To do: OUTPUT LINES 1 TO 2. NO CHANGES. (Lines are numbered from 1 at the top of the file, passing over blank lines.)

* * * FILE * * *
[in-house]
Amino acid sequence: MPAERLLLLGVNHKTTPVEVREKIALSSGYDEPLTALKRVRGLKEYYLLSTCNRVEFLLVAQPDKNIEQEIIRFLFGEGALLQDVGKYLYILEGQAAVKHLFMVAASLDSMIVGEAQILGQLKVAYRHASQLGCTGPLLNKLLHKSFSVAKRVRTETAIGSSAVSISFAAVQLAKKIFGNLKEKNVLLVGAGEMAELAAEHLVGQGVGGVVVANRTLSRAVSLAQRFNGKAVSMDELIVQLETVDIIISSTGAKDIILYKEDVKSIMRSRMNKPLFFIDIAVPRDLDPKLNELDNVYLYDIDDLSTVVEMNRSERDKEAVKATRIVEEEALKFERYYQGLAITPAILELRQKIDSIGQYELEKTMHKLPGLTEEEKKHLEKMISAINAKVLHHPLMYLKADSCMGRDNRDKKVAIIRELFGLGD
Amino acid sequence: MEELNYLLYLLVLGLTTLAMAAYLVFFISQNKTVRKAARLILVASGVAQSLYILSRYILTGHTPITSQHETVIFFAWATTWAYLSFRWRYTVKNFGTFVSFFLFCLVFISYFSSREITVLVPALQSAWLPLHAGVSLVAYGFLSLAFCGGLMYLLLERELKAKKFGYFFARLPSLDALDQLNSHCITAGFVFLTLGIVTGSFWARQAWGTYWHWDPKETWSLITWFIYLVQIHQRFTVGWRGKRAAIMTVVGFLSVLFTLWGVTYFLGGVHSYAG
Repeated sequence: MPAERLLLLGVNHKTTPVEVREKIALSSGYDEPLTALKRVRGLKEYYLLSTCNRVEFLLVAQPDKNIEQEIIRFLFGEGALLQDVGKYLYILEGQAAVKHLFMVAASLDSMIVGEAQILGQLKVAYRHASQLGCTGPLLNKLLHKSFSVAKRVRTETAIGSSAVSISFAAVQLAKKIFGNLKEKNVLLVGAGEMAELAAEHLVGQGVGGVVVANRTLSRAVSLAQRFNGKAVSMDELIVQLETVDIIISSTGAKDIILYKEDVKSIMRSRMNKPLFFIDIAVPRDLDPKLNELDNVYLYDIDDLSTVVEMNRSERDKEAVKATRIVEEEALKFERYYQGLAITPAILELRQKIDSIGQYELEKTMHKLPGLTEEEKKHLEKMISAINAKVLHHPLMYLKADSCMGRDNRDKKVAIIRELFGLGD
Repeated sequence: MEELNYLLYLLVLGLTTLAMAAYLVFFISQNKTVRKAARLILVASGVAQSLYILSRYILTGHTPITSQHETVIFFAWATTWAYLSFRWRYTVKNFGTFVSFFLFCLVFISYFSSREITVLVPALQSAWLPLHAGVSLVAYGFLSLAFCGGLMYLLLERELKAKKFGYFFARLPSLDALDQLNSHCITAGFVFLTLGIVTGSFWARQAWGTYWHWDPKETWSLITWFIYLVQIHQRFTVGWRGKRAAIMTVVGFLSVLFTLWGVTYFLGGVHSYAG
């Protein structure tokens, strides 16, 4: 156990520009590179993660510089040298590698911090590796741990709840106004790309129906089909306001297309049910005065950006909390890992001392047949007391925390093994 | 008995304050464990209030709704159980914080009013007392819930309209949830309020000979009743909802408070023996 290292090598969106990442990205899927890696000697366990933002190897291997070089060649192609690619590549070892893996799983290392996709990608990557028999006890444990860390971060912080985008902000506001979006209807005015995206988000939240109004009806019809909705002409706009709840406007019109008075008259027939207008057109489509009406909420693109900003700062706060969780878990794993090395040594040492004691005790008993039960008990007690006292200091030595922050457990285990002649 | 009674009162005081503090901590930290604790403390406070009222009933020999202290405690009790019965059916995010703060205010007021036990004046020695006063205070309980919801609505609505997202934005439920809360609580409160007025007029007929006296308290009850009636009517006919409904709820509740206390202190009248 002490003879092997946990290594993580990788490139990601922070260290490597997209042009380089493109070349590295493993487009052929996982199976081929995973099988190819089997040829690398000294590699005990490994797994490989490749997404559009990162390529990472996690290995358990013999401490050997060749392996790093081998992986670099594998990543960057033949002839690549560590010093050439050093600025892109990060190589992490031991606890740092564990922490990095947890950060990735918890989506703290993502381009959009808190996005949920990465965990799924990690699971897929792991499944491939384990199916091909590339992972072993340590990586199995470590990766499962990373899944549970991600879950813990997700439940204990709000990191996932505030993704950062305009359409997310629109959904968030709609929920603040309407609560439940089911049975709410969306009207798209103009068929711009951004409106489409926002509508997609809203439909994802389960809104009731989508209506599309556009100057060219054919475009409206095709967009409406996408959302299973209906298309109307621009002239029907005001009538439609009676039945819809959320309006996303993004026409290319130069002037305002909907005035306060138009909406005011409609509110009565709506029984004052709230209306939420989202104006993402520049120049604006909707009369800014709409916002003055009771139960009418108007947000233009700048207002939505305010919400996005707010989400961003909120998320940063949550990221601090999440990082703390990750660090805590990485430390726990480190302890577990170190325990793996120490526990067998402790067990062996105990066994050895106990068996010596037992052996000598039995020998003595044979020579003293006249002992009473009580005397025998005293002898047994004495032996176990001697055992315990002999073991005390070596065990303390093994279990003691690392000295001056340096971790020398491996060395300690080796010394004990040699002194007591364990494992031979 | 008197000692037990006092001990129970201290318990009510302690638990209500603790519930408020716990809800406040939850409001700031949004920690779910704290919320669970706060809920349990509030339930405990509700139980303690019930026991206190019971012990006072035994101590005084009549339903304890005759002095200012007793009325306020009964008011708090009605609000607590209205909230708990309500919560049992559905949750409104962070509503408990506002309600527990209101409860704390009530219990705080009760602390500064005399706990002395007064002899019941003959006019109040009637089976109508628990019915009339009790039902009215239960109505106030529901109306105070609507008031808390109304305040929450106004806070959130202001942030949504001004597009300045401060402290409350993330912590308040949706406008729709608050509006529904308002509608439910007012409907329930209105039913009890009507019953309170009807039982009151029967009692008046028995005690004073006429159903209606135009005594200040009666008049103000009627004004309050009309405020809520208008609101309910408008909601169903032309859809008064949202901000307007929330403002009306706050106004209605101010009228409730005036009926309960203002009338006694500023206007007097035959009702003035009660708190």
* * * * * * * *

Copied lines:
[in-house]
Amino acid sequence: MPAERLLLLGVNHKTTPVEVREKIALSSGYDEPLTALKRVRGLKEYYLLSTCNRVEFLLVAQPDKNIEQEIIRFLFGEGALLQDVGKYLYILEGQAAVKHLFMVAASLDSMIVGEAQILGQLKVAYRHASQLGCTGPLLNKLLHKSFSVAKRVRTETAIGSSAVSISFAAVQLAKKIFGNLKEKNVLLVGAGEMAELAAEHLVGQGVGGVVVANRTLSRAVSLAQRFNGKAVSMDELIVQLETVDIIISSTGAKDIILYKEDVKSIMRSRMNKPLFFIDIAVPRDLDPKLNELDNVYLYDIDDLSTVVEMNRSERDKEAVKATRIVEEEALKFERYYQGLAITPAILELRQKIDSIGQYELEKTMHKLPGLTEEEKKHLEKMISAINAKVLHHPLMYLKADSCMGRDNRDKKVAIIRELFGLGD